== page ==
Favorite Day Hikes in Southern California
Brian and I are avid hikers, and love exploring trails in our local mountains. While there are a lot of trails near us in Orange County, we prefer to take the 1-2 hour drive up to the San Gabriel and San Bernardino Mountains to experience the scenery of the high altitude trails. People ask us all the time for advice on what hikes to do, so here are some of our favorite trails in Southern California.
Mt. Baden Powell via Dawson Saddle (10.5 miles | 2,336 ft. elevation gain)
Mount Baden Powell is a popular hike due to its elevation (9,399ft) and accessibility. People often hit the trail to train for longer hikes like Mt. Whitney or Mt. San Gorgonio. Most hikers tend to take the 4-mile (one way) trek up from Vincent Gap, which switchbacks up the north slope of the peak. However, we prefer to take an alternate route, which starts at Dawson Saddle, and joins the Pacific Crest Trail as it meanders along several ridges. This route is longer by about two miles, and it does have some elevation changes (which means you’ll be going back up in a few places on your way back to the trailhead), but the views of the L.A. Basin and Antelope Valley, plus the solitude, make it worth the extra effort. 🙂
Cucamonga Peak (12 miles | 3,800 ft. elevation gain)
We have a love/hate relationship with this trail. It begins near the base of Mt. Baldy in Icehouse Canyon, which is an extremely crowded trail that we have traveled many times. The trailhead is often full of families enjoying the picnic area, or a small walk through the woods. It is also the starting off point for more serious hikers going to the Icehouse Saddle, from which you can access other destinations like Timber Mountain, Bighorn Peak, and Ontario Peak. However, despite the crowds, the trail through Icehouse Canyon is beautiful. It follows a creek up through towering pine trees, and lichen-covered boulders. Once you make it up the 3.5 miles to Icehouse Saddle, the crowds die down a bit, and the remaining climb up to Cucamonga Peak is rather peaceful. The trail from the saddle is long and steep, but as Cucamonga Peak is on the front side of the San Gabriel Range, the views from the summit are spectacular.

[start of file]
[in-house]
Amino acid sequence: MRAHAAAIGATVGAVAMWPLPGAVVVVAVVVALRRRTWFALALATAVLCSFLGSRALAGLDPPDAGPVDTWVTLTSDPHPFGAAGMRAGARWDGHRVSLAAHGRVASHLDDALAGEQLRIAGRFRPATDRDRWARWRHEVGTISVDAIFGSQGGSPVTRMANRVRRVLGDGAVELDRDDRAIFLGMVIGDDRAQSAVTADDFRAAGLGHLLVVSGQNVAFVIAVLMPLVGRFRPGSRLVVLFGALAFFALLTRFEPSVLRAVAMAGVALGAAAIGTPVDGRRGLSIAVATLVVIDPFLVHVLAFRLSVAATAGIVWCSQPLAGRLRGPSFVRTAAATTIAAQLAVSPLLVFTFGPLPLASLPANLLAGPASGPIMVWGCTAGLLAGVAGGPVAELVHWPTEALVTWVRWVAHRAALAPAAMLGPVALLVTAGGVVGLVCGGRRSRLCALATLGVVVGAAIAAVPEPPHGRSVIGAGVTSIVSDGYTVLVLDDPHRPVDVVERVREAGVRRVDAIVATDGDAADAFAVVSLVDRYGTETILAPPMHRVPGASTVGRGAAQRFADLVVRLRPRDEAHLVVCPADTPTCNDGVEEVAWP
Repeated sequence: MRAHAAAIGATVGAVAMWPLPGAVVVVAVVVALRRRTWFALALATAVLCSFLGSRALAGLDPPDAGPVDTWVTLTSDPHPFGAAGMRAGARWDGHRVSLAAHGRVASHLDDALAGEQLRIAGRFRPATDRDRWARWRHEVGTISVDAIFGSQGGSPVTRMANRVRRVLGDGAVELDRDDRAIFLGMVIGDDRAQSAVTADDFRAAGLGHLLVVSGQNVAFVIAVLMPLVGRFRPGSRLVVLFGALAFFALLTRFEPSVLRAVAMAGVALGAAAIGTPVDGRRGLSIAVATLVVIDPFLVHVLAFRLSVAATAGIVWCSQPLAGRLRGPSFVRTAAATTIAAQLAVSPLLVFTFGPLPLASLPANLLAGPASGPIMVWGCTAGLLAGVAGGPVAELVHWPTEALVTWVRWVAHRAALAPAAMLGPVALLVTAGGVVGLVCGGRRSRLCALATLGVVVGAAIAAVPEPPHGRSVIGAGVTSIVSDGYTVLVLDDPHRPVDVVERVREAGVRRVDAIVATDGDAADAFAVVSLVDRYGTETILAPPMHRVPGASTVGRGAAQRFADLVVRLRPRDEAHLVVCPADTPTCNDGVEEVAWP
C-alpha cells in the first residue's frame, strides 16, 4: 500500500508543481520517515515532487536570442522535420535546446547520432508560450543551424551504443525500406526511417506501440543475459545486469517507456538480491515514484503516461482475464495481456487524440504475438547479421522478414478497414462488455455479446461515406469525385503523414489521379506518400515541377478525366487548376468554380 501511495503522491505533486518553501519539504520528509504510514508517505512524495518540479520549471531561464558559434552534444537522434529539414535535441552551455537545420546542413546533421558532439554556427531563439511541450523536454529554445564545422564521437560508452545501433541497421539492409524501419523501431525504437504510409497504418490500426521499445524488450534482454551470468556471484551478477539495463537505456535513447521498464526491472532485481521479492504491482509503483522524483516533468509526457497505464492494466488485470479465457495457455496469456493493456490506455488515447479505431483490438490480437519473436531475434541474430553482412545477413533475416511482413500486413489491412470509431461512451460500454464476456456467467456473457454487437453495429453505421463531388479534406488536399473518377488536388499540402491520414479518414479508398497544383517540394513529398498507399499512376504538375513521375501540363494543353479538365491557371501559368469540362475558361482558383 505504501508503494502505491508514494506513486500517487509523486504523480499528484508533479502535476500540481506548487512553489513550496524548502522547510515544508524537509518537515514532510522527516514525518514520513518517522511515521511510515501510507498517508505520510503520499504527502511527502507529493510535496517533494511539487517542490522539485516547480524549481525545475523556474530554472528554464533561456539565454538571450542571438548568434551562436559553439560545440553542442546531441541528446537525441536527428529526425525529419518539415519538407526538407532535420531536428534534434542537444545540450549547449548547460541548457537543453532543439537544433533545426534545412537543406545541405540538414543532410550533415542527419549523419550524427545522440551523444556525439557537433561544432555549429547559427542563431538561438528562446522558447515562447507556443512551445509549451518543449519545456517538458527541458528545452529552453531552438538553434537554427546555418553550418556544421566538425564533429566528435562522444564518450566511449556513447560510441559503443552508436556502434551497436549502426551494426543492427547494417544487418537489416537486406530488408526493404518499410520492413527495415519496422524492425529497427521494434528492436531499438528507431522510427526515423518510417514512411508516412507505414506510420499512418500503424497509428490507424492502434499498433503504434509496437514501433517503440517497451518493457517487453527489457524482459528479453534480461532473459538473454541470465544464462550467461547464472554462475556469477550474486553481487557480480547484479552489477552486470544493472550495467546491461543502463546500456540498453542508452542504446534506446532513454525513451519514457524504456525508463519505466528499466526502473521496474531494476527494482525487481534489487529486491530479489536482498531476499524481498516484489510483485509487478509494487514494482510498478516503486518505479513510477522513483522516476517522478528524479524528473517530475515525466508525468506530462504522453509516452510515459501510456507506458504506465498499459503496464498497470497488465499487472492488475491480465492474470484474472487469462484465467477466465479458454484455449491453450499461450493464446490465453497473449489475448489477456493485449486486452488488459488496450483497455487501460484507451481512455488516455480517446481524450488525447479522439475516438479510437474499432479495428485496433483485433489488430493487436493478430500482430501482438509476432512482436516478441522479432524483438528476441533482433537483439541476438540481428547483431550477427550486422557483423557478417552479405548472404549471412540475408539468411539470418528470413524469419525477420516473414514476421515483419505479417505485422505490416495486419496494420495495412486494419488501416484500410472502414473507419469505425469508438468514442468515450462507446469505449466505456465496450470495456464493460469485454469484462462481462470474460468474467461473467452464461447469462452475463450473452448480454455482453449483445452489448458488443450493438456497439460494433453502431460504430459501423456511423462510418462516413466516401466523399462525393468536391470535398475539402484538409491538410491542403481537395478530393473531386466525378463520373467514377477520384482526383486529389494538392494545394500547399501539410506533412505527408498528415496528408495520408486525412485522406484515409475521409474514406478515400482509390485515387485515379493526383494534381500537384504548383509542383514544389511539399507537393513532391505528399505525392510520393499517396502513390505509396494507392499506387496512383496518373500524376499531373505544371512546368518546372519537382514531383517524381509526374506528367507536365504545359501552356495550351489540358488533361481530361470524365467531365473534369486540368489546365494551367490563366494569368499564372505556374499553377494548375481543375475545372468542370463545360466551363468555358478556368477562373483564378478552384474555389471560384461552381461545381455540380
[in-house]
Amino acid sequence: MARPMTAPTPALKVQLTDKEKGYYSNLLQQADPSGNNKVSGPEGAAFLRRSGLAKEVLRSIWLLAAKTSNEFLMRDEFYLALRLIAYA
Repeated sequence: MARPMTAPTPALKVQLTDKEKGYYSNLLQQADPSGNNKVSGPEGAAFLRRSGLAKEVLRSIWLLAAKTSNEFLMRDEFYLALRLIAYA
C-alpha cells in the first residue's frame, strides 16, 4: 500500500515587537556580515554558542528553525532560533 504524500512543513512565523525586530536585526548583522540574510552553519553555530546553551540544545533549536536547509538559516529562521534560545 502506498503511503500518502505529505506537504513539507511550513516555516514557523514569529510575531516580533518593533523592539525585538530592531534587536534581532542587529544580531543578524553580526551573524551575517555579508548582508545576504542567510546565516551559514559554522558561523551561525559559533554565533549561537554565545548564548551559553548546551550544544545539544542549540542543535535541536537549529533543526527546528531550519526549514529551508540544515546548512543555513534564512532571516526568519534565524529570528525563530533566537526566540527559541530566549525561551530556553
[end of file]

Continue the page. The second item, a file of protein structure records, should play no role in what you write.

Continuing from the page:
Mt. San Jacinto via Mountain Station (11.5 miles | 2,190 ft. elevation gain)
As the second tallest peak in Southern California, Mt. San Jacinto is a must-do hike for all outdoor enthusiasts. There are several routes to the summit, but Mountain Station is the shortest and has the least amount of elevation gain. Okay, so taking the tram up might be cheating a bit, but this is route is still quite strenuous. Also, we do have future plans to explore the route from the Idyllwild side. Anyway, the hike itself takes you through exquisite scenery ranging from pine forests to beautiful lush meadows, and the peak offers unobstructed views of Southern California. John Muir even mused that, “The view from San Jacinto is the most sublime spectacle to be found anywhere on this earth!”
Mt. Baldy via the Devil’s Backbone Trail (10.6 miles | 3,950 ft. elevation gain)
Mt Baldy is another awesome high elevation hike, coming in as the third tallest peak in the region. There are two routes to the top, and you can complete them as a loop, but we found the Ski Hut Trail to be a bit arduous. Plus we prefer the adventure of taking the narrow, hair-raising route up the Devil’s Backbone for both the thrills and stunning views along the trail.
Mt. Islip via Crystal Lake (8.5 miles | 2,450 ft. elevation gain)
We love this trail for it’s quiet seclusion and rugged landscape. In addition, you are rewarded with the opportunity to explore the ruins of an old stone cabin that was used by the fire lookout at the summit. There are several route options for summiting the peak, but we enjoyed doing it as a loop from Crystal Lake via Windy Gap and the Islip Ridge Trail, and then coming down the Big Cienega Trail. Another bonus, that you may or may not experience on this hike, is seeing a heard of bighorn sheep. We were lucky and encountered them both times we did this hike!
You can read more about each trail in detail from our favorite hiking bloggers Modern Hiker and So Cal Hiker. Of course, if you have any questions about these or other Southern California hikes, please feel free to ask in the comments below.